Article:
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By Cole Hartin
Upon opening the cover of this lovely book and thumbing past the table of contents, you’ll find a note:
This book is a kind of Advent calendar. The pages are numbered — Advent 1, Advent 2, Advent 3 — for the days of December leading to Christmas, like the little doors on an Advent calendar. And like an Advent calendar, this book’s “doors” are meant to be opened slowly, one — and only one — each day.
These instructions are important because they remind parents and their children to slow down, to savor each image, to listen to the music of the words. As we parcel out waxy chocolate to our children, we might read aloud about these creatures each day throughout the Advent season.
All Creation Waits is a kind of bestiary set to an Advent tune. Each day, the life of some creature unfurls before our eyes, with an accompanying prose poem that describes the animal’s hibernal activity. Lushly illustrated, each page opens to dream-like portraits of animals in their habitats.
The color palette is cool, as we might expect for a book written about winter, and the viewer is rewarded for looking deeply. These are not illustrations one can skip over with a quick glance. A refrain in the bottom corner of each illustration reminds the reader that “The dark is not an end. It’s a door. It’s the way a new beginning comes.”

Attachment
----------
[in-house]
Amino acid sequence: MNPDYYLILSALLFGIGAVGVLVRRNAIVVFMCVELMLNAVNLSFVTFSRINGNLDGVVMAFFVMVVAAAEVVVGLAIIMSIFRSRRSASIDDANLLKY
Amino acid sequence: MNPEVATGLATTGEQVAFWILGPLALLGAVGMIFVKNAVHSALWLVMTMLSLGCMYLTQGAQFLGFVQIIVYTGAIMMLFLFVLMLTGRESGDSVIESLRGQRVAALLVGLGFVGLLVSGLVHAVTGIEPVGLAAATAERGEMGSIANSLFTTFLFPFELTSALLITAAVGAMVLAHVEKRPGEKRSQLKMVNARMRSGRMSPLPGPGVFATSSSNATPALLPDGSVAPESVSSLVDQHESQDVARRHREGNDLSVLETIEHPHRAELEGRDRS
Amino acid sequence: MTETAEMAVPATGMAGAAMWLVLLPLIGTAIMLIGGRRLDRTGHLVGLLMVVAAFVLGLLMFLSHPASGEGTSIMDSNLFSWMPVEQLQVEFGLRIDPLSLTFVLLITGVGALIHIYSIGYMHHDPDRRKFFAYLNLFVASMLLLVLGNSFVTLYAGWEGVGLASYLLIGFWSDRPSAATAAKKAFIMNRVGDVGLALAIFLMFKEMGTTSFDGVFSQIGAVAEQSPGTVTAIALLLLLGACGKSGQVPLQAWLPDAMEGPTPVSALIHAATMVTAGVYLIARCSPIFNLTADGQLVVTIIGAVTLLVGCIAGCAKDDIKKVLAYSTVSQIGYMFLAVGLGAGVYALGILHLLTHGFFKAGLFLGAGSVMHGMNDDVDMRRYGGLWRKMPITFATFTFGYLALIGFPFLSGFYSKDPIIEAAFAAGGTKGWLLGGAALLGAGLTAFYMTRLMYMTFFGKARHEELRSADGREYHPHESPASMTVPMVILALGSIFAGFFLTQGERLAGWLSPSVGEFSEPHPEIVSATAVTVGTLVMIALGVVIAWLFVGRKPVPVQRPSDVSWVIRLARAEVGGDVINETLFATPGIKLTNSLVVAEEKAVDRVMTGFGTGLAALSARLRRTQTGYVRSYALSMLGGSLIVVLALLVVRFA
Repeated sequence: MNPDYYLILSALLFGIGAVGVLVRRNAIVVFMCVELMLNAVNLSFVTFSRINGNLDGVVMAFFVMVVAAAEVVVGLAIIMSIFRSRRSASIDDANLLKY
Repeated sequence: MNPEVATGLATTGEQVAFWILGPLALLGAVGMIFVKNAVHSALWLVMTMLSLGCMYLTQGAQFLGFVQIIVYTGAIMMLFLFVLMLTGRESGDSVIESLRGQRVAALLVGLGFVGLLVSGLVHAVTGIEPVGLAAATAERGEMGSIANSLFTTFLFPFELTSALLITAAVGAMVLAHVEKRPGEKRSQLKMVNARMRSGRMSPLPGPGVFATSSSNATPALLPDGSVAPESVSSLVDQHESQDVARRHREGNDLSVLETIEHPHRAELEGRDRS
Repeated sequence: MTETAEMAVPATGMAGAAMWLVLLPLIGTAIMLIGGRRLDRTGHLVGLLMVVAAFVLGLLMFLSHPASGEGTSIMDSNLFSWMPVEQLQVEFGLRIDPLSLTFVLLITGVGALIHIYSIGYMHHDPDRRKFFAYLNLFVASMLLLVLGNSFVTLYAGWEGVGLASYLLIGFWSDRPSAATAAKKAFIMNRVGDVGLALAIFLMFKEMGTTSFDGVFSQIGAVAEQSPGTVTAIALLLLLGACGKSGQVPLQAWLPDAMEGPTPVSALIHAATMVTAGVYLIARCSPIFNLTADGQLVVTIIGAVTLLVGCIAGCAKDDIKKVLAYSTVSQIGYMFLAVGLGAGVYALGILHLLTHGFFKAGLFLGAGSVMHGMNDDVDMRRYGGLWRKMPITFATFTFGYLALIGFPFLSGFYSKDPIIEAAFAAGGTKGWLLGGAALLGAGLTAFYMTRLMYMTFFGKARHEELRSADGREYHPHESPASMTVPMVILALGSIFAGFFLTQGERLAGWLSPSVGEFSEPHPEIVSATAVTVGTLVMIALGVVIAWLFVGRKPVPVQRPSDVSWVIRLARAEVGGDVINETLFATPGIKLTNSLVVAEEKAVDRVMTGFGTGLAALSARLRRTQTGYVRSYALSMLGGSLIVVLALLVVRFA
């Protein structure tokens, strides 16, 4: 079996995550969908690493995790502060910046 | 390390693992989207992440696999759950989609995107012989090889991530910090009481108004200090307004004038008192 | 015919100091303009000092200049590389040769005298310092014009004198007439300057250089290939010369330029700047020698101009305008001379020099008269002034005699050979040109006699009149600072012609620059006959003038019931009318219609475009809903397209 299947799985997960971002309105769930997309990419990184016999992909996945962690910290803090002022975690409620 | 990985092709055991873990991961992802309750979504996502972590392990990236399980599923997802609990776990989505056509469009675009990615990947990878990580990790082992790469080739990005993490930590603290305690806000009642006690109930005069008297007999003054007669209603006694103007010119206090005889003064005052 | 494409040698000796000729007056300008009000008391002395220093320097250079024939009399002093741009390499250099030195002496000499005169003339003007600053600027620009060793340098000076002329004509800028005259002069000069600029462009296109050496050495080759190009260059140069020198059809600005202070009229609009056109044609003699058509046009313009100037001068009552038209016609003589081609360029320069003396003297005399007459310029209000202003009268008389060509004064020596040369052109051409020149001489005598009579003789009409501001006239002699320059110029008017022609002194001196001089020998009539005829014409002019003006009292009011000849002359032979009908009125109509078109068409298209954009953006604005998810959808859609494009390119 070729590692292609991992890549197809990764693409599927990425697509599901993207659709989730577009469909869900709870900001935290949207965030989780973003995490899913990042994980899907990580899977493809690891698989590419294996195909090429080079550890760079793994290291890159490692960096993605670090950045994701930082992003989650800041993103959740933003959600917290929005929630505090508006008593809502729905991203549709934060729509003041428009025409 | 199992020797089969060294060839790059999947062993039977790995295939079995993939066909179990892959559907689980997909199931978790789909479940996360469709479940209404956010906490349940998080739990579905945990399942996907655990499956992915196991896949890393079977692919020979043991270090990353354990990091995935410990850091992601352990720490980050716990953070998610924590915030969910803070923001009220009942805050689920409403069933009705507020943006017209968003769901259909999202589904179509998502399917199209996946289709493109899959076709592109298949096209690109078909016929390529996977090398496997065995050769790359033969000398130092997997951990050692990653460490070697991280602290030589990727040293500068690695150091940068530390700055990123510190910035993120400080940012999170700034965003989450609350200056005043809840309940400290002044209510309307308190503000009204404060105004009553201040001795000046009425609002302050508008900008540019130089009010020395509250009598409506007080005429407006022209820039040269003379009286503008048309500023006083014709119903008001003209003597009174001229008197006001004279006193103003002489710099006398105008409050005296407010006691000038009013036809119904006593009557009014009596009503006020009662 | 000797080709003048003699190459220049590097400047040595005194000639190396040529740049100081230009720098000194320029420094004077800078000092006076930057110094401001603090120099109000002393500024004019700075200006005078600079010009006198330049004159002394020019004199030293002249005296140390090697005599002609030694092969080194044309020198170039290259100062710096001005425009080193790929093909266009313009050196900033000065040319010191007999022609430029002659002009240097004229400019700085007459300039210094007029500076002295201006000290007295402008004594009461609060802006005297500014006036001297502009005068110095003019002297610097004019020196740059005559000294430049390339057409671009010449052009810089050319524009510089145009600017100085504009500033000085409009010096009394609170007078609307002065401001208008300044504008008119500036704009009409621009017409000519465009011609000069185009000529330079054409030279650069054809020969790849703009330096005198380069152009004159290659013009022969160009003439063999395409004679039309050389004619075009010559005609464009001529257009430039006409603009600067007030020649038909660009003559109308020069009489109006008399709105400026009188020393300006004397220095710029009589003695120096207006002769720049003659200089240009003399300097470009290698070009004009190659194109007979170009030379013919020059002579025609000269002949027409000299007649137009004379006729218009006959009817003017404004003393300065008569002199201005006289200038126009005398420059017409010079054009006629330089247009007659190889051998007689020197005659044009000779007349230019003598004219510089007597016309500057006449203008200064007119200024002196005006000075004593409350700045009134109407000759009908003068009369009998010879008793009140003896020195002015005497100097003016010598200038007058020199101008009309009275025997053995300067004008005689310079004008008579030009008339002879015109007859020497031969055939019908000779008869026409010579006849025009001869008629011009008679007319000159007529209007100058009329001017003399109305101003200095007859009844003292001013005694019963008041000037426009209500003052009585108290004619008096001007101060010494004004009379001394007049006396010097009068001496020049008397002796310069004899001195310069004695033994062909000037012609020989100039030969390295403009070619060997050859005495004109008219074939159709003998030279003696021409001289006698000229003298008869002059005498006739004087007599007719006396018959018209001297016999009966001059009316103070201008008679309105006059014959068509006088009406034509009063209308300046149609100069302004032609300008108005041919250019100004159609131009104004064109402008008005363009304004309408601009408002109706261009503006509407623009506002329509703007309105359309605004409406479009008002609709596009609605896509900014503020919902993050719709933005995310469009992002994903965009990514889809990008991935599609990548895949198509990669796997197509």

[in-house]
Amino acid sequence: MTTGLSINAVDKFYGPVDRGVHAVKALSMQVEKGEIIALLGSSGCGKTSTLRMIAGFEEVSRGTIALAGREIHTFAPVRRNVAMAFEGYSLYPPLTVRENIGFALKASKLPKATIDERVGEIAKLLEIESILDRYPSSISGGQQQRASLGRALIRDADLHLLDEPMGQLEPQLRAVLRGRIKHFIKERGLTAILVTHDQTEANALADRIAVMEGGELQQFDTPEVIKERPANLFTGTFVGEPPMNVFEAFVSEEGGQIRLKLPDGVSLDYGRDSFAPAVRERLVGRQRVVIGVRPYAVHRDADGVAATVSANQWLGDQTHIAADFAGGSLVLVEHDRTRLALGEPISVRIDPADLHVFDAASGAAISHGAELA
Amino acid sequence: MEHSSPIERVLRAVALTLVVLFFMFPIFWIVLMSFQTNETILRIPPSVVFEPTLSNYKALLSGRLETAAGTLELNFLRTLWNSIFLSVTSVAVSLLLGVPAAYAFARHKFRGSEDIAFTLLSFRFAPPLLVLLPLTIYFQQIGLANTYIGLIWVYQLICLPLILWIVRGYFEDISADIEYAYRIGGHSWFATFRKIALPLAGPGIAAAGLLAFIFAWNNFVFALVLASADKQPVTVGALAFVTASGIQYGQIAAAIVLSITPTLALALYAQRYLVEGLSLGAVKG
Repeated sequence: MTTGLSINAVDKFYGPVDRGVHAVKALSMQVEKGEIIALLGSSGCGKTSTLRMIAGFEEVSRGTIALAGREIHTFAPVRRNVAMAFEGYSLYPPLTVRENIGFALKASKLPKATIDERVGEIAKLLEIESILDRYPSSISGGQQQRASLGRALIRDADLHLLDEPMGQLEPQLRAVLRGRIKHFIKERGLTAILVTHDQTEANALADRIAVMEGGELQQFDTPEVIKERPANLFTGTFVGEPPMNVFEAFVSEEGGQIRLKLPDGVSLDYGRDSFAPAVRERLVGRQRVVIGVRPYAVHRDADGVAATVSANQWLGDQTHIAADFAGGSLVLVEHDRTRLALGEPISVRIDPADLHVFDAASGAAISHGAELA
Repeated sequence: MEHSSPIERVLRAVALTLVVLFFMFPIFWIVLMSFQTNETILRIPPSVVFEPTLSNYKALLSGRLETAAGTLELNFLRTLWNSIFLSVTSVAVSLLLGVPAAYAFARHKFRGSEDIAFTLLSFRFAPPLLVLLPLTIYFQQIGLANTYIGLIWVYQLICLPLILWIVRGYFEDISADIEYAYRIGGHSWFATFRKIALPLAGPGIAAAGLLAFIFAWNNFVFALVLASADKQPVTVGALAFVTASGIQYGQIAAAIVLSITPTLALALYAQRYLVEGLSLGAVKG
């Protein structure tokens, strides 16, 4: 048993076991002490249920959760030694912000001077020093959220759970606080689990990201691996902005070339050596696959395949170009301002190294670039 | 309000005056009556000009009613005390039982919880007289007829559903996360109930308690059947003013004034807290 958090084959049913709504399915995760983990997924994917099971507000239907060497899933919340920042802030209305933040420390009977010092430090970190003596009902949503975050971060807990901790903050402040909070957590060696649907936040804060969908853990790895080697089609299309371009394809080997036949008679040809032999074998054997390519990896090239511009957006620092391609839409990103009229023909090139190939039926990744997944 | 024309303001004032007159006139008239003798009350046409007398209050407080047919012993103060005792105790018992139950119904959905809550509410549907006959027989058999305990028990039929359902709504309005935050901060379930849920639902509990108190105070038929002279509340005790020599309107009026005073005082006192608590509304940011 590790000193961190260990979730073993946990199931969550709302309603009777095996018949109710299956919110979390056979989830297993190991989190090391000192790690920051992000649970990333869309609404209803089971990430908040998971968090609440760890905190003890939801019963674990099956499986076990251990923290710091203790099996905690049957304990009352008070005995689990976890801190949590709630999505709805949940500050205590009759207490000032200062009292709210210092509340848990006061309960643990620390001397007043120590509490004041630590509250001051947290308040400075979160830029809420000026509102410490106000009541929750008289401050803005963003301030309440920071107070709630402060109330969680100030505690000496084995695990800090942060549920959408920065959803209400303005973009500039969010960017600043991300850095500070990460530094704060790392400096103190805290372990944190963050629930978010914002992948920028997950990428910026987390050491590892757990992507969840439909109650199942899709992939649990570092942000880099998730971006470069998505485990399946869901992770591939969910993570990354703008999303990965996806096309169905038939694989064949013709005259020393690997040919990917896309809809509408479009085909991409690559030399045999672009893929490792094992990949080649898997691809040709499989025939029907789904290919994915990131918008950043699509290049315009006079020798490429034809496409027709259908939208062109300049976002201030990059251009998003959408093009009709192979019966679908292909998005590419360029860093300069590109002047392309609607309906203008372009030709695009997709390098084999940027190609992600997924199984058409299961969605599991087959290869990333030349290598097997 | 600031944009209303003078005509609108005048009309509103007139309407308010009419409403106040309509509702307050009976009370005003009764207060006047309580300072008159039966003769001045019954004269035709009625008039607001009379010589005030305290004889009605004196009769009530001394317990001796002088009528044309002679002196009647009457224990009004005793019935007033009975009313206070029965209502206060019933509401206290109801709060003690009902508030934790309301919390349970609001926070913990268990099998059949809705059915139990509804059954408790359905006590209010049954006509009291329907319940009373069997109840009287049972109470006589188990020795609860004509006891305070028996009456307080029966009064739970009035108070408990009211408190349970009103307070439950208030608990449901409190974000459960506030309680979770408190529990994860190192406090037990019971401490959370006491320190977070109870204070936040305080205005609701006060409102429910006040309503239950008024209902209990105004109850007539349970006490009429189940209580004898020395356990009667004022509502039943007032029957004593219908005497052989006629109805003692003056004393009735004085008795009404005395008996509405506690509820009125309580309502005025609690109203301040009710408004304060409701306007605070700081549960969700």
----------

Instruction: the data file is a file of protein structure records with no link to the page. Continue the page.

We meet a painted turtle whose work is to wait, and a muskrat during his winter swim. We see little brown bats huddling together to stay warm, an opossum creeping in the dark, and we watch a lake trout laying her eggs where she herself was born.
Do you ever wonder how honeybees survive the cold? Tens of thousands cluster together in their hive. And as Boss writes, “Each bee knows that to live through winter they all must dance and shiver together.”
Finally, on December 25 we meet Jesus the Christ in the barn with Mary and the animals. We are told, “When the sheep-men found the child they saw what all creation is waiting for — a human at home with creatures as kin.”
The last several pages of the book list the creatures we’ve met in turn, with a short paragraph explaining what we might learn from them, along with a question to engage young readers. This is where Boss turns most explicit in drawing out the spiritual truths we might glean from observing creation.
This is a wonderful book to read with children during Advent. Parents and grandparents will enjoy it too, though I expect preschool children will love it best.
If you live in the American South, it may make you homesick for the winter.
The Rev. Dr. Cole Hartin is an associate rector of Christ Church in Tyler, Texas.